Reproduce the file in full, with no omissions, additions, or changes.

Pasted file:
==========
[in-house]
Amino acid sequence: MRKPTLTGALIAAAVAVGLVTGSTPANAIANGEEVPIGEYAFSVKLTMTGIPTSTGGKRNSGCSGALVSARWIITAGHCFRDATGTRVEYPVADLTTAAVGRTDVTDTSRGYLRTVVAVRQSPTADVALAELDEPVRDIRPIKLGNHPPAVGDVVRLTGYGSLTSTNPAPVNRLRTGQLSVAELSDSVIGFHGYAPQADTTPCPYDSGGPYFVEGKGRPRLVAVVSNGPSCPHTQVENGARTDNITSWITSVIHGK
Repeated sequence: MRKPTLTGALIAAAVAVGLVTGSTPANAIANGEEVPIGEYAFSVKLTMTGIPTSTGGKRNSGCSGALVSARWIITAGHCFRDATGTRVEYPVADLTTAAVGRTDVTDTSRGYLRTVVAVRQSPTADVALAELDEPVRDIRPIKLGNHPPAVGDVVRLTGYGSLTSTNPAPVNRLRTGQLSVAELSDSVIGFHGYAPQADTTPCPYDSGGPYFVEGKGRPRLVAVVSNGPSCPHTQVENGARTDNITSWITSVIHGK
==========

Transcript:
[in-house]
Amino acid sequence: MRKPTLTGALIAAAVAVGLVTGSTPANAIANGEEVPIGEYAFSVKLTMTGIPTSTGGKRNSGCSGALVSARWIITAGHCFRDATGTRVEYPVADLTTAAVGRTDVTDTSRGYLRTVVAVRQSPTADVALAELDEPVRDIRPIKLGNHPPAVGDVVRLTGYGSLTSTNPAPVNRLRTGQLSVAELSDSVIGFHGYAPQADTTPCPYDSGGPYFVEGKGRPRLVAVVSNGPSCPHTQVENGARTDNITSWITSVIHGK
Repeated sequence: MRKPTLTGALIAAAVAVGLVTGSTPANAIANGEEVPIGEYAFSVKLTMTGIPTSTGGKRNSGCSGALVSARWIITAGHCFRDATGTRVEYPVADLTTAAVGRTDVTDTSRGYLRTVVAVRQSPTADVALAELDEPVRDIRPIKLGNHPPAVGDVVRLTGYGSLTSTNPAPVNRLRTGQLSVAELSDSVIGFHGYAPQADTTPCPYDSGGPYFVEGKGRPRLVAVVSNGPSCPHTQVENGARTDNITSWITSVIHGK